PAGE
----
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What a Little Child Can Do

We want our children to have a great childhood. We want to make their lives pleasant and fun. We may even say their only job is to do well in school. But what are we teaching? Dear child, you have only one job in life? Others will take care of the “menial” tasks? You don’t need to know how to cook, clean, care for a home? We may be unintentionally raising people who are bored, distracted, helpless, entitled, and have no idea who they are, or how to take care of themselves.

Children deserve more respect than that. Let’s show them respect, teach them self-respect by acknowledging that they are important members of the family. We can help them build confidence by helping them develop competencies. We develop their competencies by teaching them practical life skills and by expecting them to participate in the family work of the household, including vehicles, pets, family business, and care for relatives and the community.

Say what?!? Yes, actual real life responsibility. But, you say, they already have responsibilities of schoolwork, homework and perhaps arts or sports. Yes, and so do you. AND the house must be cleaned, food prepared, kitchen cleaned, dishes washed, clothes washed, dog washed. Who does all that? Why, Mommy and Daddy! Parents are working their butts off to get everything handled, while their offspring are bored, restless, filling their brains with entertainment, and not learning anything that makes them feel needed.

By teaching your children how to manage every aspect of the household, they become accustomed to teamwork, learn vital life skills, gain confidence through self-reliance, learn to earn and relish downtime, and learn to manage the work-school-rest-home-play cycle. They overcome the dependency-entitlement-resentment of waiting to be fed, waiting to be entertained, waiting to be waited on. The extra time you spend teaching them will come back to you a hundred-fold as you gain housemates who share the work of caring for the home and for each other.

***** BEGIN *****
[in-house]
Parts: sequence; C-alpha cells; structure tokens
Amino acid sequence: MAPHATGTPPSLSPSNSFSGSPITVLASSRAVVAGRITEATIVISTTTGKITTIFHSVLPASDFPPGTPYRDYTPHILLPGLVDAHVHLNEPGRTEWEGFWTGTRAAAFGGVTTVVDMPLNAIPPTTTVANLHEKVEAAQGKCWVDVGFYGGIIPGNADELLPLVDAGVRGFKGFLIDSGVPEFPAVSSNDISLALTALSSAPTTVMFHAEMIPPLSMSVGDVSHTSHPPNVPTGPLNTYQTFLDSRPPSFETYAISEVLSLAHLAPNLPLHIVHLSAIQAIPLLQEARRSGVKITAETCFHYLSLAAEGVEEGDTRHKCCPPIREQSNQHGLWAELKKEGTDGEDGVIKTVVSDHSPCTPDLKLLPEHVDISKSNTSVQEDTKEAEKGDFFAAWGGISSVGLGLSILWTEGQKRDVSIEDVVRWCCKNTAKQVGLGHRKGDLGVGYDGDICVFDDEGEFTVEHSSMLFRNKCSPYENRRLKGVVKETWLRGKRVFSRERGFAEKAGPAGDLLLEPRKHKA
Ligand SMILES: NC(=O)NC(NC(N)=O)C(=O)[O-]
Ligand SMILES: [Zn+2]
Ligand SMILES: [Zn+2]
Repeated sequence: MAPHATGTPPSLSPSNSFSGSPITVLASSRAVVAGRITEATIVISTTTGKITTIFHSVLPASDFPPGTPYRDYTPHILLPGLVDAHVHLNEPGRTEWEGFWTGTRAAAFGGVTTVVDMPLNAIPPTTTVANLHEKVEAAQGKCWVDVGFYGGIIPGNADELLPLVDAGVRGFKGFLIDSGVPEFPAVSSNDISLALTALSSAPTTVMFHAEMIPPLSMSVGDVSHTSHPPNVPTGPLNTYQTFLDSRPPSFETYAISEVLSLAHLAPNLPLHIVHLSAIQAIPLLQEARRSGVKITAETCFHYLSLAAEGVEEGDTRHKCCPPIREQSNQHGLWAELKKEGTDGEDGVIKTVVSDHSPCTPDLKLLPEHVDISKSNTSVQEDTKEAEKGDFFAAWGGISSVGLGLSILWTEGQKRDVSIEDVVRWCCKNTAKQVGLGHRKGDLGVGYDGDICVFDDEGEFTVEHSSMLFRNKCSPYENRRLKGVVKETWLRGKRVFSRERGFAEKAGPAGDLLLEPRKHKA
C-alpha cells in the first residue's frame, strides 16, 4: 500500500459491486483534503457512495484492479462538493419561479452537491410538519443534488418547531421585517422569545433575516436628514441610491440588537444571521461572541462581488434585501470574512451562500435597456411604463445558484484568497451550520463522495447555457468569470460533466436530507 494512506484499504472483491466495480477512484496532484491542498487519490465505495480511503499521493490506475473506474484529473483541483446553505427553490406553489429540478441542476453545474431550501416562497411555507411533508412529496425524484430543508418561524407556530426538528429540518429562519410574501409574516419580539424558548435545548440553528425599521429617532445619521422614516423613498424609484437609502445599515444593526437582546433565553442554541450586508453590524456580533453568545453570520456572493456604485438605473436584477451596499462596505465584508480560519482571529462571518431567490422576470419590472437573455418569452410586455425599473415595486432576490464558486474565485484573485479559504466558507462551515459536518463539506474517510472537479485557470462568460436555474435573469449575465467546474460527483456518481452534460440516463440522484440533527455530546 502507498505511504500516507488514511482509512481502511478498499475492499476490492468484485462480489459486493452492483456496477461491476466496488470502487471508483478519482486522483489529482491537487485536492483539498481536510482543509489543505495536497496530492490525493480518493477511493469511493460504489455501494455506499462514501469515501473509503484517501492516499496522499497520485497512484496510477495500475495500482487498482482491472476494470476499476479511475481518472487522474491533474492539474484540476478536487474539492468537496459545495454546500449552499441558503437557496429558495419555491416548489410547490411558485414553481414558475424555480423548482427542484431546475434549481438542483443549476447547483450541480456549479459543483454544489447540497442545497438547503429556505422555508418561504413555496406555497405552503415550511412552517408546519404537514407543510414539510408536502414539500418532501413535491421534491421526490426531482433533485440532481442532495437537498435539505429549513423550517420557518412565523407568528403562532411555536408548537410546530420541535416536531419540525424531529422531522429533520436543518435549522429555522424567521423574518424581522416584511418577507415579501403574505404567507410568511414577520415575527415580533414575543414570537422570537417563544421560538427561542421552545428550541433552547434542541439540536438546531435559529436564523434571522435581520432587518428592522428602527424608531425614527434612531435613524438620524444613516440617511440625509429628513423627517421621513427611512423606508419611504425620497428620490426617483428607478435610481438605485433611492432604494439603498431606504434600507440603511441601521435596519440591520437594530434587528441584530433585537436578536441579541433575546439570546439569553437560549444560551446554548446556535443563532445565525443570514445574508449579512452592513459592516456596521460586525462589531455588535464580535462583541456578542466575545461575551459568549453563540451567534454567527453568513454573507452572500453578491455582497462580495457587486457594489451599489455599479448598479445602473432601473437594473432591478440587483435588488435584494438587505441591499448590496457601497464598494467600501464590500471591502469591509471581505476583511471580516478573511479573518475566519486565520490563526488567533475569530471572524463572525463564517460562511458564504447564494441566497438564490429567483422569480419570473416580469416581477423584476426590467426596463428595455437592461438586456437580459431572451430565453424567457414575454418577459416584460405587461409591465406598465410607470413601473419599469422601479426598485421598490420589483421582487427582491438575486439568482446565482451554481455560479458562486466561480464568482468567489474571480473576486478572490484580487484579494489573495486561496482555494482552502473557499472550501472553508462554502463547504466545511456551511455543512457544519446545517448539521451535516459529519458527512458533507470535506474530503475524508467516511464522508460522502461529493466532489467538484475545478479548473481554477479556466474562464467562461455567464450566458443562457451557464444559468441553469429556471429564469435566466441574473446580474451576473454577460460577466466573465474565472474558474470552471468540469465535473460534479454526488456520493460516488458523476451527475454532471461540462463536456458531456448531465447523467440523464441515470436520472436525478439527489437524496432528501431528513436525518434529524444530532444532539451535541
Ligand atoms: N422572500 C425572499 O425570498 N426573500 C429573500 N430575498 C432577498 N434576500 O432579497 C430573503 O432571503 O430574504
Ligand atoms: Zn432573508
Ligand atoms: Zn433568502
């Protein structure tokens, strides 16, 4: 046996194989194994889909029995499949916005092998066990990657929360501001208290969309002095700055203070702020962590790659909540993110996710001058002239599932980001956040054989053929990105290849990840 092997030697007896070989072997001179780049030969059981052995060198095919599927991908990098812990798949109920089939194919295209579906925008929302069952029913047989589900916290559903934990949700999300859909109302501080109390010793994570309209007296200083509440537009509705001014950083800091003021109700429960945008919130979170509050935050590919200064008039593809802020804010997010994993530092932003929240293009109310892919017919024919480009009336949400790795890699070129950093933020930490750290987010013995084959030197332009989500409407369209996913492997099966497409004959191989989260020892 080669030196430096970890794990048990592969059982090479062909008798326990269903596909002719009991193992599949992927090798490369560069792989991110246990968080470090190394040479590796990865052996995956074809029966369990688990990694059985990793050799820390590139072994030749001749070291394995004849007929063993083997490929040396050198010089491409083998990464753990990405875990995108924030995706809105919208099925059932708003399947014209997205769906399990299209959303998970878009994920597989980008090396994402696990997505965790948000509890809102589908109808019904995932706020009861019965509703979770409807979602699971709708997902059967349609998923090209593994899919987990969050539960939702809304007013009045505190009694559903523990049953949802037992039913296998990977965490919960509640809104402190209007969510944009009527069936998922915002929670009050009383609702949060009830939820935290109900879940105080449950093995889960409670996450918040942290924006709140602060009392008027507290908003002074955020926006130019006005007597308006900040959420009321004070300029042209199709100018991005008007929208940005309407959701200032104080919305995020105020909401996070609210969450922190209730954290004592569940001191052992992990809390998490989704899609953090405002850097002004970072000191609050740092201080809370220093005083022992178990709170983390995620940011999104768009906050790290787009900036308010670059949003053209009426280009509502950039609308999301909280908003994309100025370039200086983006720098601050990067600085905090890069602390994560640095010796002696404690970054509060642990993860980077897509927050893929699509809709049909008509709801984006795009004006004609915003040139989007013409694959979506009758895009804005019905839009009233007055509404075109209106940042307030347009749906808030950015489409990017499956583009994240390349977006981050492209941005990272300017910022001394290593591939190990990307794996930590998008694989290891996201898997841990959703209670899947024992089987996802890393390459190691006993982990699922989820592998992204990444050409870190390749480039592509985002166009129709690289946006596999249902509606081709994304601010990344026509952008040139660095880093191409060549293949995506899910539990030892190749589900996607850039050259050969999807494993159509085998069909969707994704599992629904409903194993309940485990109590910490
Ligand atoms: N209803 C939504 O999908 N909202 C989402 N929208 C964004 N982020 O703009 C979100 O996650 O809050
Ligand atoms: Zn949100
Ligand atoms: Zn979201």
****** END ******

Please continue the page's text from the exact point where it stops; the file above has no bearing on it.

Here is a list of things a child can do, because a child can do a lot, and in so doing feel like an important part of a team, gain a deep confidence from becoming able to care for themselves and others, and learn about themselves, their talents and preferences.

What a Little Child Can Do:

A tiny new walker under 2 years can:
Fetch a diaper or wipes for mommy
Pick up the dropped spoon
Put one item in one drawer
Do those things many times a day

At 2 years she can:
Help clean up her own spills and messes
Help make her bed
Put her dirty clothes in a hamper
Put her shoes where they belong
Bring her plate to the sink or dishwasher
Fold washcloths and dish towels
Help with grocery shopping by placing items in the cart as you hand them to her
Scoop a cup of food from the feed bag into the pet’s bowl

At 3 he can:
Put items in the dishwasher on the low rack, such as put spoons in the caddy
Sweep with a broom of a size that fits the child (yes they make those)
Pour juice from a small pitcher into a small cup for himself
Wipe up the spill
Wash the table
Choose items from a tray of available snacks
Put away clothes shoes toys in 5 minutes cycles with someone helping/supervising
Use a cup to scoop animal food from the bag pour into your pet’s bowl
Put an item in the recycle bin or the garbage
Pull their things and trash out of the car
Help set the table
Put clothes in the washer
Take clothes out of the dryer
Fold clothes
Put folded clothes in drawers
Dust specific surfaces
Pick up yard trash
Walk the dog
Take out the trash
Make a sandwich
Stir food on a stove

At 4 she can:
Learn to cut a banana safely with a real knife
Get items to help the chef
Stir a bowl of ingredients
Wash out small paintbrushes
Start the dishwasher
Operate small appliances like a toaster with supervision
Water houseplants with a small watering can
Brush her own teeth
Choose her own clothes for most days
Get dressed
Put up the towel from the bath
Put her clothes away
Put on laceless shoes
Put away her toys, books, art supplies with prompting
Feed and water the animal
Walk the animal, depending on the animal
Gather trash bags from the small trash cans and put it in the larger trash can
Replace the small trash bags
Bring in small grocery bags
Put groceries away with direction
Select clothing in a store
Choose between options in a restaurant

At 5 he can:
Help cut fruits and veg and plate these or add to a pot
Learn to make coffee for mom
Make his own sandwich
Put away the bread, peanut butter, lunch meat
Wipe up after food prep and eating
Wash some dishes by hand
Load the dishwasher
Sweep and mop with the right sized utensils
Separate laundry into whites, darks and colors